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18-858 (L) United States v. Brome 1 2 3 4 5 6 7 8 9 10 11 12 13 14 15 16 17 18 19 20 21 22 23 24 25 26 27 28 29 30 31 32 33 34 35 UNITED STATES COURT OF APPEALS FOR THE SECOND CIRCUIT August Term, 2018 (Argued: April 12, 2019 Decided: November 7, 2019) Docket Nos. 18 858 cr(L), 18 1199 cr(CON) _____________________________________ UNITED STATES OF AMERICA, Appellee, v. JAMES BROME, AKA TROUBLE, AKA B, Defendant Appellant.* _____________________________________ Before: CALABRESI, LIVINGSTON, and LOHIER, Circuit Judges. James Brome appeals from an order of the United States District Court for the Western District of New York (Siragusa, J.) denying his challenge to the administrative forfeiture of $21,019. In this opinion, we address and reject Brome’s argument that the Government failed to provide him with adequate notice of the administrative forfeiture action while he was in prison, in violation of his due process rights. We hold that the Government generally must demonstrate the existence of procedures reasonably calculated to ensure that a prisoner receives notice of the forfeiture action. In a separate summary order filed simultaneously with this opinion, we dispose of Brome’s * The Clerk of Court is directed to amend the official caption to conform with the above. 1 2 3 4 5 6 7 8 9 10 11 12 13 14 15 remaining challenge to the District Court’s denial of his motion to reduce his sentence under 18 U.S.C. § 3582(c)(2). AFFIRMED. STEVEN Y. YUROWITZ, Newman & Greenberg LLP, New York, NY, for Defendant Appellant James Brome. SEAN C. ELDRIDGE, Assistant United States Attorney (Mary C. Baumgarten, Assistant United States Attorney, on the brief), for James P. Kennedy, Jr., United States Attorney for the Western District of New York, Rochester, NY, for Appellee United States of America. PER CURIAM: James Brome appeals from an order of the United States District Court 16 for the Western District of New York (Siragusa, J.) denying his challenge to 17 the administrative forfeiture of $21,019 found in his pocket upon arrest. In 18 this opinion, we address and reject Brome’s argument that the Drug 19 Enforcement Administration (DEA) failed to provide him with adequate 20 notice of the administrative forfeiture action while he was in prison, in 21 violation of the Due Process Clause of the Fifth Amendment. We hold that 22 the Government generally must demonstrate the existence of procedures 23 reasonably calculated to ensure that a prisoner receives notice of the forfeiture 24 action. In a separate summary order filed simultaneously with this opinion, 2 1 we dispose of Brome’s remaining challenge to the District Court’s denial of 2 his motion to reduce his sentence under 18 U.S.C. § 3582(c)(2). 3 BACKGROUND 4 Shortly after midnight on September 12, 2010, a police officer with the 5 Lyons Police Department in Wayne County, New York stopped a car driven 6 by Brome’s common law wife with Brome in the passenger seat. After 7 running identification checks, the officer learned that neither Brome nor his 8 wife had a valid driver’s license and that Brome was on parole for a felony 9 weapons conviction. Both Brome and his wife were asked to step out of the 10 car and were patted down for weapons. The officer seized $21,019 in cash 11 from Brome’s pockets. 12 For reasons not relevant here, the local district attorney’s office declined 13 to proceed with a state forfeiture action relating to the seized cash, and on 14 October 7, 2010, the DEA adopted the seizure and proceeded with a federal 15 forfeiture action under 18 U.S.C. § 983 and 19 U.S.C. § 1607. Consistent with 16 these statutory provisions, the DEA attempted to send notice of its forfeiture 17 to Brome. On November 3, 2010, the DEA mailed notice to Brome’s last 18 known home address, but the mail was returned unopened. Notice of the 3 1 cash seizure was also published in the Wall Street Journal three times in three 2 consecutive weeks that same month. 3 On November 30, 2010, the DEA arrested Brome on state narcotics 4 charges, and he was detained in the Wayne County jail facility. That same 5 day, the DEA sent notice of the forfeiture again to Brome’s home address. On 6 December 27, 2010, it sent notice by certified mail and first class mail to Brome 7 in the Wayne County jail where he was actually located. The notice mailed to 8 the jail incorrectly listed the date of seizure as October 7, 2010, rather than the 9 actual seizure date of September 12, 2010. 10 By February 22, 2011, Brome had not filed a claim for the seized cash, so 11 the DEA administratively forfeited it under federal law. In May 2011 a 12 federal grand jury indicted Brome for conspiring to possess with intent to 13 distribute cocaine and cocaine base, and the state charges against him were 14 dropped. 15 Over two years later, on September 16, 2013, Brome, proceeding pro se, 16 moved in the District Court pursuant to Rule 41(g) of the Federal Rules of 17 Criminal Procedure for the return of the seized cash. The District Court 18 denied the motion, and Brome appealed. Construing Brome’s motion as a 4 1 challenge to the sufficiency of the DEA’s notice, a panel of this Court vacated 2 the District Court’s denial and instructed it on remand to determine in the 3 first instance whether the notices had been adequate. See United States v. 4 Brome, 646 F. App’x 70, 73 (2d Cir. 2016). 5 On remand, the Government submitted an affidavit from an officer 6 employed at the Wayne County jail where Brome was detained. The affidavit 7 described the inmate mail logging and distribution system in operation there 8 at the time the DEA attempted to send notice to Brome and explained that an 9 officer would distribute the mail by calling the name of each inmate who 10 received mail on a particular day. Def. App’x 74–75. Attached to the affidavit 11 was a printout of the mail log for December 29, 2010, showing that the Wayne 12 County jail had received two envelopes from the DEA addressed to Brome 13 that day. Def. App’x 77. 14 Relying on the Government’s affidavit and citing Dusenbery v. United 15 States, 534 U.S. 161 (2002), the District Court found that the DEA’s notice to 16 Brome at the Wayne County jail “was reasonably calculated to apprise Brome 17 of the administrative forfeiture.” Def. App’x 86. It therefore denied Brome’s 18 Rule 41(g) motion, and this appeal followed. 5 1 2 DISCUSSION The relevant section of the Civil Asset Forfeiture Reform Act of 2000 3 (“CAFRA”), 18 U.S.C. § 983, provides “the exclusive remedy for seeking to set 4 aside a declaration of forfeiture under a civil forfeiture statute.” Id. § 5 983(e)(5). The right to seek to set aside the forfeiture is limited to claims of 6 lack of adequate notice. Lucas v. United States, 775 F.3d 544, 547 (2d Cir. 7 2015). The overriding constitutional question, of course, is whether notice of 8 the forfeiture comports with the Due Process Clause of the Fifth Amendment, 9 which requires that the Government provide notice that is “reasonably 10 calculated under all the circumstances” to apprise the prisoner of both the 11 “pendency of the cash forfeiture” and the prisoner’s right to contest it. 12 Dusenbery, 534 U.S. at 168. Although we previously held that the 13 Government needed to provide “actual” notice, see Yeung Mung Weng v. 14 United States, 137 F.3d 709, 715 (2d Cir. 1998), we have since recognized that 15 Dusenbery abrogated that holding, see Yeung Mung Weng v. United States, 16 29 F. App’x 731, 732 n.2 (2d Cir. 2002). Today, we hold, consistent with 17 Dusenbery, that the Government does not need to “provide actual notice”; it 6 1 is enough that it “attempt to provide actual notice.” Dusenbery, 534 U.S. at 2 170. 3 But that does not end our inquiry. Even after Dusenbery, a split 4 persists among the courts of appeals regarding what constitutes adequate 5 notice to prisoners. In particular, there is no “single view” about whether a 6 presumption exists “that notice sent by mail to the institution in which the 7 addressee prisoner is housed” is reasonably calculated to apprise an 8 incarcerated petitioner of the forfeiture action. Nunley v. Dep’t of Justice, 425 9 F.3d 1132, 1137–38 (8th Cir. 2005). The First, Sixth, Seventh and Tenth Circuits 10 have held that such a presumption exists when the notice is by certified mail 11 to the proper prison facility. See Chairez v. United States, 355 F.3d 1099, 12 1101–02 (7th Cir. 2004); Whiting v. United States, 231 F.3d 70, 76–77 (1st Cir. 13 2000); United States v. Real Property (“Tree Top”), 129 F.3d 1266 (Table), at *2 14 (6th Cir. 1997); United States v. Clark, 84 F.3d 378, 381 (10th Cir. 1996). The 15 Third and Fourth Circuits have declined to apply any presumption. Instead, 16 they place the onus squarely on the Government to show that the correctional 17 facility’s internal procedures for delivering mail are reasonably calculated to 18 notify the prisoner. See United States v. Minor, 228 F.3d 352, 358 (4th Cir. 7 1 2000); United States v. One Toshiba Color Television, 213 F.3d 147, 155 (3d 2 Cir. 2000) (en banc). The Eighth Circuit, meanwhile, has charted a somewhat 3 different course. It rejects the concept of an “irrebuttable presumption” that a 4 prison’s mail delivery procedures are adequate, and instead places the burden 5 on the prisoner to demonstrate the inadequacy of the procedures. See 6 Nunley, 425 F.3d at 1137–38. 7 Joining the Third and Fourth Circuits, we hold that the Government 8 generally must demonstrate the existence of procedures reasonably calculated 9 to ensure that a prisoner receives notice of the forfeiture action. To be clear, 10 the Government is not obliged to prove actual notice, such as a signed receipt 11 from the served prisoner, One Toshiba Color Television, 213 F.3d at 155, and 12 it needs only to attempt to provide such notice, Dusenbery, 534 U.S. at 170. 13 Nor do we require the Government to engage in any “heroic efforts” to notify 14 a prisoner about a forfeiture proceeding. Id. It will ordinarily suffice if the 15 Government demonstrates that it sent notice by certified return receipt to the 16 correctional facility where the prisoner is detained and that the facility’s mail 17 distribution procedures are reasonably calculated to deliver the mail to the 18 prisoner. Id. But the point is that we will not simply presume that the 8 1 Government satisfies its burden by representing that it sent notice by direct 2 mail. Instead, we agree with the Third Circuit that “whether a particular 3 method of notice is reasonable depends on the particular circumstances.” 4 One Toshiba Color Television, 213 F.3d at 153 (quoting Tulsa Prof’l Collection 5 Servs. v. Pope, 485 U.S. 478, 484 (1988)). 6 With these principles in mind, we agree with the District Court that the 7 Government showed that its notice to the Wayne County jail where Brome 8 was detained was “reasonably calculated under all the circumstances” to 9 apprise Brome “of the pendency of the cash forfeiture.” Dusenbery, 534 U.S. 10 at 168. We note that the mail procedures at the jail, including its use of a 11 mailroom “logbook” and the distribution of mail during a mail call, are 12 similar in every relevant way to those approved in Dusenbery. See id. at 169. 13 The December 27, 2010 notice was sent by certified mail, return receipt 14 requested, to James S. Brome, Prisoner ID No. 101700, Wayne County Jail, 15 7368 New York 31, Lyons, NY, 14489. And the mail was accepted for delivery 16 by an employee at the jail, who signed for it. Written notice was also sent by 17 first class mail, received at the facility, and entered into the incoming mail log. 18 We therefore agree with the District Court that notice here was “reasonably 9 1 calculated to apprise Brome of the administrative forfeiture action.”1 Def. 2 App’x 86. 3 Brome disputes that sending the notice to the jail was “reasonably 4 calculated” to apprise him of the forfeiture action. First, he argues that the 5 DEA was required to know at the time it sent notice that the mail distribution 6 procedures at the Wayne County jail were adequate. This cannot be right 7 since the Supreme Court in Dusenbery itself relied on after the fact testimony 8 of a corrections officer, not any federal official’s subjective knowledge of the 9 prison’s notice procedures, to determine in that case that notice satisfied due 10 process. See 534 U.S. at 165–66, 169. So long as the Government has the 11 burden of showing that its methods were “reasonably calculated” to inform 12 the prisoner of the forfeiture, imposing such a knowledge requirement is 13 unnecessary. Second, Brome argues that the notices were not “reasonably 14 calculated” to apprise him of the forfeiture action because they incorrectly 15 listed the funds’ “seizure date” as October 7, 2010, the date the DEA adopted 16 the seizure from local authorities. We disagree. The notices included enough It therefore goes almost without saying that we would consider the notice here adequate under any of the rules announced by our sister circuits. 1 10 1 other identifying information, such as the exact amount of money at issue and 2 the place where it was seized, that we easily conclude that due process was 3 not offended by the minor error. Despite the error, Brome was fully able to 4 understand the “pendency of the cash forfeiture.” See id. at 168. We 5 therefore affirm the District Court’s dismissal of Brome’s challenge to the 6 adequacy of the Government’s notice. 7 CONCLUSION 8 For the foregoing reasons and those set forth in the accompanying 9 summary order, we AFFIRM the order of the District Court. 11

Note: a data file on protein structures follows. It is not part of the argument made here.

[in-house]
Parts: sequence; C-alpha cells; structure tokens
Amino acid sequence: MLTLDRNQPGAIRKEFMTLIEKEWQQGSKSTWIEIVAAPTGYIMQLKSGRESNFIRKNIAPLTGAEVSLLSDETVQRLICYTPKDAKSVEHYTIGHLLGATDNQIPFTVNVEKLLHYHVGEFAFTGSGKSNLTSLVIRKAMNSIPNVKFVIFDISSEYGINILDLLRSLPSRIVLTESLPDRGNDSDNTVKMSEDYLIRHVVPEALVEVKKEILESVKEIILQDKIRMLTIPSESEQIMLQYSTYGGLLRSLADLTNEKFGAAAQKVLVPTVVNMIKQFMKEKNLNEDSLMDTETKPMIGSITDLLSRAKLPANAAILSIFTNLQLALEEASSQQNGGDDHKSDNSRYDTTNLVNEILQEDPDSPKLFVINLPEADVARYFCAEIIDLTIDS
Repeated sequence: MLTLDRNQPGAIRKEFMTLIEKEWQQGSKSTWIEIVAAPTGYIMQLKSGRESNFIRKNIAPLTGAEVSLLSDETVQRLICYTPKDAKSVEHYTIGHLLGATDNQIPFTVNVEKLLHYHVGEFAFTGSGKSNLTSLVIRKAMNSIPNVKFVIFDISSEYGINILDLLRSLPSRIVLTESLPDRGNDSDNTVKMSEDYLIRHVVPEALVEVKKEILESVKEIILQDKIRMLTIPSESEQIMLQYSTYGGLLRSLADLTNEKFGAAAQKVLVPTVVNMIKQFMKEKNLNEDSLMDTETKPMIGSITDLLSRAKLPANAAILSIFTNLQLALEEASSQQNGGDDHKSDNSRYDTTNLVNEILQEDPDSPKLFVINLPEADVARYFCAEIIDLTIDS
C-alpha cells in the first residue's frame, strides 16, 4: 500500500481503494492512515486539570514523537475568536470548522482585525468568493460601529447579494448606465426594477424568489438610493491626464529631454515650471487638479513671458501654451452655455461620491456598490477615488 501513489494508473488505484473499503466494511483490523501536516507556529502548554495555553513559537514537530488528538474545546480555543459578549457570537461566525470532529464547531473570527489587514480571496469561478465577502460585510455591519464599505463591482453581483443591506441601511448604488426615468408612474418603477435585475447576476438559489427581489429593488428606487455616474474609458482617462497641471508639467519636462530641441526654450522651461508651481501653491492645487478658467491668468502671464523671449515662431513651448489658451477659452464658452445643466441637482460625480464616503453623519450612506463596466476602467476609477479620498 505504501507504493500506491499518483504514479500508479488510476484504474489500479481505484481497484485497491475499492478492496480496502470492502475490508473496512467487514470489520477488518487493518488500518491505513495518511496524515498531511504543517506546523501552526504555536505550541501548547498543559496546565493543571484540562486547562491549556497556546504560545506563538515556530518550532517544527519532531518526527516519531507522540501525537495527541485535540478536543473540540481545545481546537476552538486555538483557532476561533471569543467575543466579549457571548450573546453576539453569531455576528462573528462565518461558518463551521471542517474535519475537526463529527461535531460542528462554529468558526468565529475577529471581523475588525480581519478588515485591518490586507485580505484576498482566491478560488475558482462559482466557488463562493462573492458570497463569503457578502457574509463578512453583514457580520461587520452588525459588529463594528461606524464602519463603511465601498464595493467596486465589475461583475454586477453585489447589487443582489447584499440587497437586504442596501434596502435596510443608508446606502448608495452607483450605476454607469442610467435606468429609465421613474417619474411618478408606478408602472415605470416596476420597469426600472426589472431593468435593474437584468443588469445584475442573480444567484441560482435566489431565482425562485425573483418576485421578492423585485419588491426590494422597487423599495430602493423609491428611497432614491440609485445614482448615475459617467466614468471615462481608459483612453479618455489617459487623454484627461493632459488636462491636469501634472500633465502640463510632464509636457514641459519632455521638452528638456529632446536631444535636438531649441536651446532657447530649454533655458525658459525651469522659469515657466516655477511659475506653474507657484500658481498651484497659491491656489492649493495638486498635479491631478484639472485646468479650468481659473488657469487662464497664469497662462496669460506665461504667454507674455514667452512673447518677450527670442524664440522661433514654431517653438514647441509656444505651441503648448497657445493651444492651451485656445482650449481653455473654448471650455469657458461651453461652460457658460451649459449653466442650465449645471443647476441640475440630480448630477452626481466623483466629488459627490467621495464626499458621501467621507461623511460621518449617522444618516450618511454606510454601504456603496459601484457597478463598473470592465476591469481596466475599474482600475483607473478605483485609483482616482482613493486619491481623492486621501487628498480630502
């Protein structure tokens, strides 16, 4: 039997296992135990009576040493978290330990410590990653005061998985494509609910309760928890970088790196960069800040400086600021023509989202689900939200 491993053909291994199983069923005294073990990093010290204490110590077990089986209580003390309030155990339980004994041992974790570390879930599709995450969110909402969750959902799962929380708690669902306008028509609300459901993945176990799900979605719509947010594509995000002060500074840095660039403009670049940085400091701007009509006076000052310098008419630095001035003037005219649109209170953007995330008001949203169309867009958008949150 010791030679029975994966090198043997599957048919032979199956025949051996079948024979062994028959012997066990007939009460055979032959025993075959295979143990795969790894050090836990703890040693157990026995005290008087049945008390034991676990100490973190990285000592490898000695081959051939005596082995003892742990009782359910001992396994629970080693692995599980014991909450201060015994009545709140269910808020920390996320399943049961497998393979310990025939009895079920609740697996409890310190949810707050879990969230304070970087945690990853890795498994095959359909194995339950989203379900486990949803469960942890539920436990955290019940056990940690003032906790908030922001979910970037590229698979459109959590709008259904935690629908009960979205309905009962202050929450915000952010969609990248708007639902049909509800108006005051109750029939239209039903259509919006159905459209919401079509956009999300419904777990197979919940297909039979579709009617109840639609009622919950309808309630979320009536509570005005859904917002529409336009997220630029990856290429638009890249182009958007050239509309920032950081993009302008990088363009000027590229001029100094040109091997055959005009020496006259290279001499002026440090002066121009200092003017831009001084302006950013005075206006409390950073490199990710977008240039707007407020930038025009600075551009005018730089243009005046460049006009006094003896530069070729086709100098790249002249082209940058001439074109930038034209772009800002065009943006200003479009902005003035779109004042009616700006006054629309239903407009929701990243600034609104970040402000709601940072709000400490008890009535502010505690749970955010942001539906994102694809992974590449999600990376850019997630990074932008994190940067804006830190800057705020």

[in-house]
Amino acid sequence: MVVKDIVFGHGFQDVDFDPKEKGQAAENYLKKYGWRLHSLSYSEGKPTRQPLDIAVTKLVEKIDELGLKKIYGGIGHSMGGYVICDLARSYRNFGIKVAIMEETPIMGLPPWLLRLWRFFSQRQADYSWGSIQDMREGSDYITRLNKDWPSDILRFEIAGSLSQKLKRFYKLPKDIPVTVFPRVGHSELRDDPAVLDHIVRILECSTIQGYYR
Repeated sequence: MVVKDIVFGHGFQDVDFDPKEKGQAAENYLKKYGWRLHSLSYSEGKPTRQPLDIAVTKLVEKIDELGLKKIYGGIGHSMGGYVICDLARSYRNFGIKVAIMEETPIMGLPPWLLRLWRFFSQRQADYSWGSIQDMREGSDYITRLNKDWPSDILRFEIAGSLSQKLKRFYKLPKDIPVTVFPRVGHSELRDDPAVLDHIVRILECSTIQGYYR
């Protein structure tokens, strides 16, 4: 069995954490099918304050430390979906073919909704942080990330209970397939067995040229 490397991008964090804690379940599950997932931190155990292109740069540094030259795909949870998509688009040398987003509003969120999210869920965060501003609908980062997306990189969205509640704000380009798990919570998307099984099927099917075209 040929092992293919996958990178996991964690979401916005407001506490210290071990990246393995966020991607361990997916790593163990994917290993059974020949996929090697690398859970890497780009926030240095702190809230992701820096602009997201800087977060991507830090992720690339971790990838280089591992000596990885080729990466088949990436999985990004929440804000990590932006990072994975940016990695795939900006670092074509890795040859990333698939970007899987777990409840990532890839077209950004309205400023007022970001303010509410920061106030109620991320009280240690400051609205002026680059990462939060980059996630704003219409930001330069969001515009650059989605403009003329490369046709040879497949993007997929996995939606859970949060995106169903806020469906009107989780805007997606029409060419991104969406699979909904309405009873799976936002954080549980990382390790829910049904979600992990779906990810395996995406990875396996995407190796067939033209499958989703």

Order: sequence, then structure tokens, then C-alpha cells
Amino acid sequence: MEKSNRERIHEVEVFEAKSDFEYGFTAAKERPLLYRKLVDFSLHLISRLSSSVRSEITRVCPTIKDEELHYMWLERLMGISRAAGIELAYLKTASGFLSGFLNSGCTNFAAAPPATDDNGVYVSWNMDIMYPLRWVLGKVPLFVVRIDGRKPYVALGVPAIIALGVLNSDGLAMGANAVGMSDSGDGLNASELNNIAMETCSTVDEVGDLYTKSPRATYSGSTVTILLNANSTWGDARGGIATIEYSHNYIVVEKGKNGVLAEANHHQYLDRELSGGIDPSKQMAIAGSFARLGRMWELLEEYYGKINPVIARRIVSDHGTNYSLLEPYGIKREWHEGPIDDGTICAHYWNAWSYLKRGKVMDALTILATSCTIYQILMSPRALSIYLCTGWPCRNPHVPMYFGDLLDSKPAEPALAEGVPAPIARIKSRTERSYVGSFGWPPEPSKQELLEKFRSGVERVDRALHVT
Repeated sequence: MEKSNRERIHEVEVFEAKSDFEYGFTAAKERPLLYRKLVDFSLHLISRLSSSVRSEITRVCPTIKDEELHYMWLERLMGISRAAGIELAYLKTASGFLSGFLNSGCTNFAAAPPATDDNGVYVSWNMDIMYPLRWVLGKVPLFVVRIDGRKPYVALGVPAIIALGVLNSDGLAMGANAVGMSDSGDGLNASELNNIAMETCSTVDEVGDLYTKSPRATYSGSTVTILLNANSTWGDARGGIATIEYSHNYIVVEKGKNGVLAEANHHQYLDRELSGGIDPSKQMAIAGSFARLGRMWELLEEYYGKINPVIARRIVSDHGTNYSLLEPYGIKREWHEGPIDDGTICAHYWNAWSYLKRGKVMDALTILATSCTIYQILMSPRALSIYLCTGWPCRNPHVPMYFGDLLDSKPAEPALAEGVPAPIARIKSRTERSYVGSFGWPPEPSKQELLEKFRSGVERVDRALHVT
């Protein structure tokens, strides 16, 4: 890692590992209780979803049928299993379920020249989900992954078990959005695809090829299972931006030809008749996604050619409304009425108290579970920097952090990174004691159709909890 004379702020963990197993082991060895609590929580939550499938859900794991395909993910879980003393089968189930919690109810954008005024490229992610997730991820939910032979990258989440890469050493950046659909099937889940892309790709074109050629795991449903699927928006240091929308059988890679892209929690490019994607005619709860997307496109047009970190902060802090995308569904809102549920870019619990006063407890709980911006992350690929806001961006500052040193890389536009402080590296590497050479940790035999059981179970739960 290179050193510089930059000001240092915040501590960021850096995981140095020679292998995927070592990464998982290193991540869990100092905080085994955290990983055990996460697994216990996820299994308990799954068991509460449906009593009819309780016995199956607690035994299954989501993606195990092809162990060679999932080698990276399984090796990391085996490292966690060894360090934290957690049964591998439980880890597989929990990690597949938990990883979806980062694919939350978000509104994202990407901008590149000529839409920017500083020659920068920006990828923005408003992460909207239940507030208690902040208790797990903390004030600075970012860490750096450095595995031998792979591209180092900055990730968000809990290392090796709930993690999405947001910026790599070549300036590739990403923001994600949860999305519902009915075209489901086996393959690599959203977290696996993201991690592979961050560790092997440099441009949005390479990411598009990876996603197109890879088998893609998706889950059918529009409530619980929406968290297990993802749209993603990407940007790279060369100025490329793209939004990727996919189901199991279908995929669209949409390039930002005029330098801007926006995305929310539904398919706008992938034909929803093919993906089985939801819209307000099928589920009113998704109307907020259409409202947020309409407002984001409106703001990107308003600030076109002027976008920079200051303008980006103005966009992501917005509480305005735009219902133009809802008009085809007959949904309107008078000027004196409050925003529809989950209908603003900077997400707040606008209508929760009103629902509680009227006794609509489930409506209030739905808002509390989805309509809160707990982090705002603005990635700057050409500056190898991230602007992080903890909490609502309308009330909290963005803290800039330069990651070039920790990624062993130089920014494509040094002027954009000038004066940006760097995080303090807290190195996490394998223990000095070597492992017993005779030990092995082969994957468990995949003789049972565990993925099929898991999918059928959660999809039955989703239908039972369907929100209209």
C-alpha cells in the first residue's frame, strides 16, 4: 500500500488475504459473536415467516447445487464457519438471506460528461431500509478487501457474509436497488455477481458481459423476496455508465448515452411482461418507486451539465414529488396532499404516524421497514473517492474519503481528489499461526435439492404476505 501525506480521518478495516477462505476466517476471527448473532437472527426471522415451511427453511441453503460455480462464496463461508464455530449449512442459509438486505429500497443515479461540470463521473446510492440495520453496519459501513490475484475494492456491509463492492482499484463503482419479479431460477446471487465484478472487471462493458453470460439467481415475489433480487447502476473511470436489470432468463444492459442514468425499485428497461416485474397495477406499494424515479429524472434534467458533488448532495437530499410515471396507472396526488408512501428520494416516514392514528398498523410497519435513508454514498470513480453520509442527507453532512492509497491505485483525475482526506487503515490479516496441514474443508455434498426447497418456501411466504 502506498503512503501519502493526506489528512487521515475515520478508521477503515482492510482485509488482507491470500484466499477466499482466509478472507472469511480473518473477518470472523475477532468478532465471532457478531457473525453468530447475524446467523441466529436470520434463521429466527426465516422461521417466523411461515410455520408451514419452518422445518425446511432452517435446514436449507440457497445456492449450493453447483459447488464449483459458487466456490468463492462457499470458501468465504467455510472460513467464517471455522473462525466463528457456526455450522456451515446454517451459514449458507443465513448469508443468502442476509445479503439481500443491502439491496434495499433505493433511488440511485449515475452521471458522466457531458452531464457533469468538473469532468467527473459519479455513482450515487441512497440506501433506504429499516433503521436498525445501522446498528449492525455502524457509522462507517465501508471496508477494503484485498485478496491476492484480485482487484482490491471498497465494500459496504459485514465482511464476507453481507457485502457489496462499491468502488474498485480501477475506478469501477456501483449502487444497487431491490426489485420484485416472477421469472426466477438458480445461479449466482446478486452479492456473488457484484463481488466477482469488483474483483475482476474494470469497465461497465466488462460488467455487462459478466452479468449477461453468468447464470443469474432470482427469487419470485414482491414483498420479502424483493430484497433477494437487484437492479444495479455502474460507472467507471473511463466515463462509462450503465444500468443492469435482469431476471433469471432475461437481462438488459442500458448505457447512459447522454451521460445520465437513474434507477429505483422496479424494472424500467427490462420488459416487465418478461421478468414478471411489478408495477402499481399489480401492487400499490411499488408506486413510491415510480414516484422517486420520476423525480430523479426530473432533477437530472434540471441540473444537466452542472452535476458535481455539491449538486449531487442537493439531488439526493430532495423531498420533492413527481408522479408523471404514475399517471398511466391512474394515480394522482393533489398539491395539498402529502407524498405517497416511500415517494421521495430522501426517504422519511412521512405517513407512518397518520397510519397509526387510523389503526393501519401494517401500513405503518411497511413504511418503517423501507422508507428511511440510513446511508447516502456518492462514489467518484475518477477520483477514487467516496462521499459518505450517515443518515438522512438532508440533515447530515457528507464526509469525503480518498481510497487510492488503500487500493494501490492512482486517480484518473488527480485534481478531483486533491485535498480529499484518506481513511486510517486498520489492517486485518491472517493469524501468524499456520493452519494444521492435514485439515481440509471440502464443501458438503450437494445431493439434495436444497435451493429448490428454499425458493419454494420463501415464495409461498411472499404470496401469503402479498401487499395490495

Primary Holding
The Government generally must demonstrate the existence of procedures reasonably calculated to ensure that a prisoner receives notice of the forfeiture action.